Notre Dame Practice Report: Offense (April 2)

PRACTICE OPENING

• Absent from practice No. 8 of spring drills inside the Irish Athletics Complex was wide receiver Joe Wilkins Jr., who suffered a broken foot – we’re being told a Lisfranc injury – a week ago. Goal Deion Colziewho was in a red jersey last Saturday, was back in full-go action.

• Interesting to see just three offensive players – Josh Lugg, Drew Pyne and Avery Davis – among the 12 line leaders as the Irish conducted flex. Jarrett Patterson would be with that group, but he was in the northeast corner of the Irish Athletics Complex where the injured players rode stationary bikes and did various stretches/workouts.

Among the offensive players in the group were Patterson, fellow offensive linemen Joey Tanona, Billy Schrauth and Pat Cooganas well as tight end Cane Berrong.

• Prior to flex, train Notre Dame defensive line coach Greg Mattison was engaged in conversation with offensive line coach Harry Histand. Former Irish great QuentonNelson was in attendance. Assistant Offensive Line Coach Chris Watt was in conversation with Irish defensive coordinator Al Golden. Watt nodded his head in taking the sage advice from the veteran defensive coach.

PASSING GAME

• As we saw a week earlier, Notre Dame’s offense and defense worked on a tackling/leverage/angle drill to open practice with running backs and tight ends taking swing passes from the quarterbacks with a defensive player upfield in a prone position. The defender then pops up to make an open-field square-up (no tackling).

The drill favors the offensive player. And thus, only a handful of defenders were able to successfully square up the offensive player with a full head of steam and no fellow defenders to help leverage the play. The “defensive wins” by Jordan Botelho, Bo BauerDJ Brown, JD Bertrand and linebacker Niuafe Tuihalamaka came against walk-on tight end Charlie Selna, tight end Michael MayerSelna, running back Logan Diggs and walk-on running back Chris Velotta.

• For the third period of the allotted five open to the media, the offensive line and tight ends went outside for some one-on-one and combo work. During this time, running backs coach Deland McCullough had a row of large garbage cans lined up to represent the offensive linemen. The running backs – per a McCullough decree – were instructed to adhere to hitting the proper gap, which McCullough expounded upon earlier in the week. McCullough was seen drawing an imaginary line and emphasizing hitting a specific gap. High-and-tight control of the football was accentuated as well.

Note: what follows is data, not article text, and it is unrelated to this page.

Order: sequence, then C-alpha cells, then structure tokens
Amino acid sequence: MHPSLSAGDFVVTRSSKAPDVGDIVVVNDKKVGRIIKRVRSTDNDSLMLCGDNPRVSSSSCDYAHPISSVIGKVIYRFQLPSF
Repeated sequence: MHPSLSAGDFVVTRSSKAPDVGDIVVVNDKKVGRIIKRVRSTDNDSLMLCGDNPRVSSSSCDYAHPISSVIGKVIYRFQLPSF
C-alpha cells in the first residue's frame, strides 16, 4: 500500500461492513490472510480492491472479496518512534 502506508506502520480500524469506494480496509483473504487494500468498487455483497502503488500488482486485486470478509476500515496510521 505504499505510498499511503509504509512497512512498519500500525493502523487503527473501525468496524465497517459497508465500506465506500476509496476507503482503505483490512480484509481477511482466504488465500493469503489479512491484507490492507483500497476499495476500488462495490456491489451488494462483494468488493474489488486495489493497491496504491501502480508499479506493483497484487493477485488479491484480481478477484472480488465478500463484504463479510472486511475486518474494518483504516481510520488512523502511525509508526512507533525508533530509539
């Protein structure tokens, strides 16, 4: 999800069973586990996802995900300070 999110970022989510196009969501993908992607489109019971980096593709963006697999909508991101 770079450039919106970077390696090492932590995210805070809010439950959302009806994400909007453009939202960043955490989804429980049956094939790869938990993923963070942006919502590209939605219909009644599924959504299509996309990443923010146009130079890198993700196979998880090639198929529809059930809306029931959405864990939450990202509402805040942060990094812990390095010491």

• While the receivers went through drills to get off blocks, Avery Davis was on his own agenda, moving pretty well for a guy coming off ACL surgery last fall. He looks to be progressing toward an injury-free summer.

• Throwing against air, the most challenging of the routes were deep-ins run by the wide receivers. Tyler Buchner threw behind Jayden Thomas and Drew Pyne missed low badly to Colzie. Buchner then overshot Braden Lenzy. After that, however, Buchner and Pyne were nearly perfect in throws to Lorenzo StylesMatt Salerno, Colzie, Thomas and Lenzy.

Swing passes were accurately executed by Buchner to Audric Esteemtight end Kevin Bauman and running back Jadarian Priceand by Pyne to Mayer, Bauman and Mitchell Evans.

• When consistent with his throwing motion, Buchner is tight and compact with accuracy. His release is quick. That’s three practices the media has seen where Buchner has been mostly accurate.

• On an in-up-and-out route drill, Buchner threw behind Lenzy, but was accurate to Matt Salerno while hitting Chris Tyree in stride we have swing pass. Pyne was accurate on the same routes to Styles, Colzie, Esteem and walk-on running back Chase Ketterer. Every pass in this drill thrown by freshman Steve Angeli was on target to Jayden Thomaswalk-on wide receiver Conor Ratigan, Logan Diggs and Chris Velotta. Freshman quarterback red shirt Ron Powlus III was accurate to Jadarian Price.

• As we saw in last Saturday’s practice, the offense and defense worked on executing from a trips formation (offensive) and diffusing the passing scheme (defense). Not surprisingly, the first rep was immediately diagnosed by linebackers Bo Bauer and Jack Kiser. Wideout Lorenzo Styles was beaten by a physical Marist Liufau. That’s Notre Dame’s starting linebacker corps. They’re good.

offensive coordinator Tommy Rees dug deeper into his playbook as the offense and defense played a game of play-calling cat-and-mouse. A little disappointment off the snap of the football shook Michael Mayer free for a pass from Drew Pyne. Safety Ramon Henderson got the best of Styles at the line of scrimmage.

Another deceptive route out of trips freed up Braden Lenzy we passed from Drew Pynegoal red-shirt sophomore cornerback LuckTucker nearly made a circus-catch interception. Running back Logan Diggs successfully absorbed a big hit from safety Xavier Watts. Buchner threw a dangerous pass on a play that was diagnosed well by the defense. The pass fell complete. Tight-end Kevin Bauman man-handled Jaylen Sneed in a trips blocking assignment.

KICKING GAME

It was a real mixed bag for kickers Josh Bryan and Blake Group. Each attempted six field goals at the start of practice.

Bryan was good from 32, way left from 35, good from 37, good from 43, good from 46 and way left from 50. Grupe was wide left from 34, wide right from 36, good from 42, good from 44, good from 48 and way left from 50.

Grupe continues to show the more explosive leg with more of a line drive kicking approach while Bryan is, in theory, less likely to have a kick blocked with his trajectory. Both showed some good bang off their right kicking foot but had a few directional issues.

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